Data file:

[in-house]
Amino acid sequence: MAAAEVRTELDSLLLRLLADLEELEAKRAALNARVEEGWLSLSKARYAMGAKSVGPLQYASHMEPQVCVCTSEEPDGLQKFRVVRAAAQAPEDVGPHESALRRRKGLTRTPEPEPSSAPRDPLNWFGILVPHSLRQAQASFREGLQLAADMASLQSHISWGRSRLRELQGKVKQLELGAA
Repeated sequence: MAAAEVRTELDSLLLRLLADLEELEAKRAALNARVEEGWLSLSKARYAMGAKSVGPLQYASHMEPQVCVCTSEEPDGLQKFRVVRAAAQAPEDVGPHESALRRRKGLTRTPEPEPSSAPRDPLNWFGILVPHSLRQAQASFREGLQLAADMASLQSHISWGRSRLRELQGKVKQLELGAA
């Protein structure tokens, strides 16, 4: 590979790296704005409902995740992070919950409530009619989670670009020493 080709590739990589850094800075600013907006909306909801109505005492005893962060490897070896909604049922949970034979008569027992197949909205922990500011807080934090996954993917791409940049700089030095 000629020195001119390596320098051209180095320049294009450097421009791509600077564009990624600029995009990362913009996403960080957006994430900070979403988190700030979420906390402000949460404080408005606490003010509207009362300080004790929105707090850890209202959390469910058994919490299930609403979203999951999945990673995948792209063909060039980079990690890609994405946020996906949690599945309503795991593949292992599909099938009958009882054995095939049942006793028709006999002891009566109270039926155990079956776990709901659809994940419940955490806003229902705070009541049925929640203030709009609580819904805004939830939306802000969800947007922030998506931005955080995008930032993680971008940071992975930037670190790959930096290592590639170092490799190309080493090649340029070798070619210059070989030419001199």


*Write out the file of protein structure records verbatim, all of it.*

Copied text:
[in-house]
Amino acid sequence: MAAAEVRTELDSLLLRLLADLEELEAKRAALNARVEEGWLSLSKARYAMGAKSVGPLQYASHMEPQVCVCTSEEPDGLQKFRVVRAAAQAPEDVGPHESALRRRKGLTRTPEPEPSSAPRDPLNWFGILVPHSLRQAQASFREGLQLAADMASLQSHISWGRSRLRELQGKVKQLELGAA
Repeated sequence: MAAAEVRTELDSLLLRLLADLEELEAKRAALNARVEEGWLSLSKARYAMGAKSVGPLQYASHMEPQVCVCTSEEPDGLQKFRVVRAAAQAPEDVGPHESALRRRKGLTRTPEPEPSSAPRDPLNWFGILVPHSLRQAQASFREGLQLAADMASLQSHISWGRSRLRELQGKVKQLELGAA
């Protein structure tokens, strides 16, 4: 590979790296704005409902995740992070919950409530009619989670670009020493 080709590739990589850094800075600013907006909306909801109505005492005893962060490897070896909604049922949970034979008569027992197949909205922990500011807080934090996954993917791409940049700089030095 000629020195001119390596320098051209180095320049294009450097421009791509600077564009990624600029995009990362913009996403960080957006994430900070979403988190700030979420906390402000949460404080408005606490003010509207009362300080004790929105707090850890209202959390469910058994919490299930609403979203999951999945990673995948792209063909060039980079990690890609994405946020996906949690599945309503795991593949292992599909099938009958009882054995095939049942006793028709006999002891009566109270039926155990079956776990709901659809994940419940955490806003229902705070009541049925929640203030709009609580819904805004939830939306802000969800947007922030998506931005955080995008930032993680971008940071992975930037670190790959930096290592590639170092490799190309080493090649340029070798070619210059070989030419001199």